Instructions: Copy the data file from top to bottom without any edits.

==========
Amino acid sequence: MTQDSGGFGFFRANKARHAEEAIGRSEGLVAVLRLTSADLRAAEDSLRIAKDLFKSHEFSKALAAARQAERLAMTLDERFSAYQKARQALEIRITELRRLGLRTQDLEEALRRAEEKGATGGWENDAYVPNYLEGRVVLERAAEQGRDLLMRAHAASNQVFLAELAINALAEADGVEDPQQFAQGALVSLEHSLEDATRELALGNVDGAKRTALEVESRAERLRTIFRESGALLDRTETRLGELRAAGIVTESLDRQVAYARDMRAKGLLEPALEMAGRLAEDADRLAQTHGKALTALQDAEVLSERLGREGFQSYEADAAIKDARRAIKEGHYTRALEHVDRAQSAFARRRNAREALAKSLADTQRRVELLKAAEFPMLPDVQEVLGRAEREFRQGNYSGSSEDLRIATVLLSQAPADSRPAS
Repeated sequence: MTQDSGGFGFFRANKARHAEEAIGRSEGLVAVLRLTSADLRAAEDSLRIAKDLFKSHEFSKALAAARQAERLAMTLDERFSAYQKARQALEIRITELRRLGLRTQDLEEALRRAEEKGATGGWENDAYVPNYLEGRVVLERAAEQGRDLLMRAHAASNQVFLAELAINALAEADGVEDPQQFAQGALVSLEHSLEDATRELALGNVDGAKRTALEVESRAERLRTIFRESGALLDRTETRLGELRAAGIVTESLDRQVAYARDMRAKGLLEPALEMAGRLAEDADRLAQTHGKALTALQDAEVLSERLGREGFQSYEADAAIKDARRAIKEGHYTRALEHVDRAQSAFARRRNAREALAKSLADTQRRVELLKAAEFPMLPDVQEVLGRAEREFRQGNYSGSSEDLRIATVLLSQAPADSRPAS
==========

Amino acid sequence: MTQDSGGFGFFRANKARHAEEAIGRSEGLVAVLRLTSADLRAAEDSLRIAKDLFKSHEFSKALAAARQAERLAMTLDERFSAYQKARQALEIRITELRRLGLRTQDLEEALRRAEEKGATGGWENDAYVPNYLEGRVVLERAAEQGRDLLMRAHAASNQVFLAELAINALAEADGVEDPQQFAQGALVSLEHSLEDATRELALGNVDGAKRTALEVESRAERLRTIFRESGALLDRTETRLGELRAAGIVTESLDRQVAYARDMRAKGLLEPALEMAGRLAEDADRLAQTHGKALTALQDAEVLSERLGREGFQSYEADAAIKDARRAIKEGHYTRALEHVDRAQSAFARRRNAREALAKSLADTQRRVELLKAAEFPMLPDVQEVLGRAEREFRQGNYSGSSEDLRIATVLLSQAPADSRPAS
Repeated sequence: MTQDSGGFGFFRANKARHAEEAIGRSEGLVAVLRLTSADLRAAEDSLRIAKDLFKSHEFSKALAAARQAERLAMTLDERFSAYQKARQALEIRITELRRLGLRTQDLEEALRRAEEKGATGGWENDAYVPNYLEGRVVLERAAEQGRDLLMRAHAASNQVFLAELAINALAEADGVEDPQQFAQGALVSLEHSLEDATRELALGNVDGAKRTALEVESRAERLRTIFRESGALLDRTETRLGELRAAGIVTESLDRQVAYARDMRAKGLLEPALEMAGRLAEDADRLAQTHGKALTALQDAEVLSERLGREGFQSYEADAAIKDARRAIKEGHYTRALEHVDRAQSAFARRRNAREALAKSLADTQRRVELLKAAEFPMLPDVQEVLGRAEREFRQGNYSGSSEDLRIATVLLSQAPADSRPAS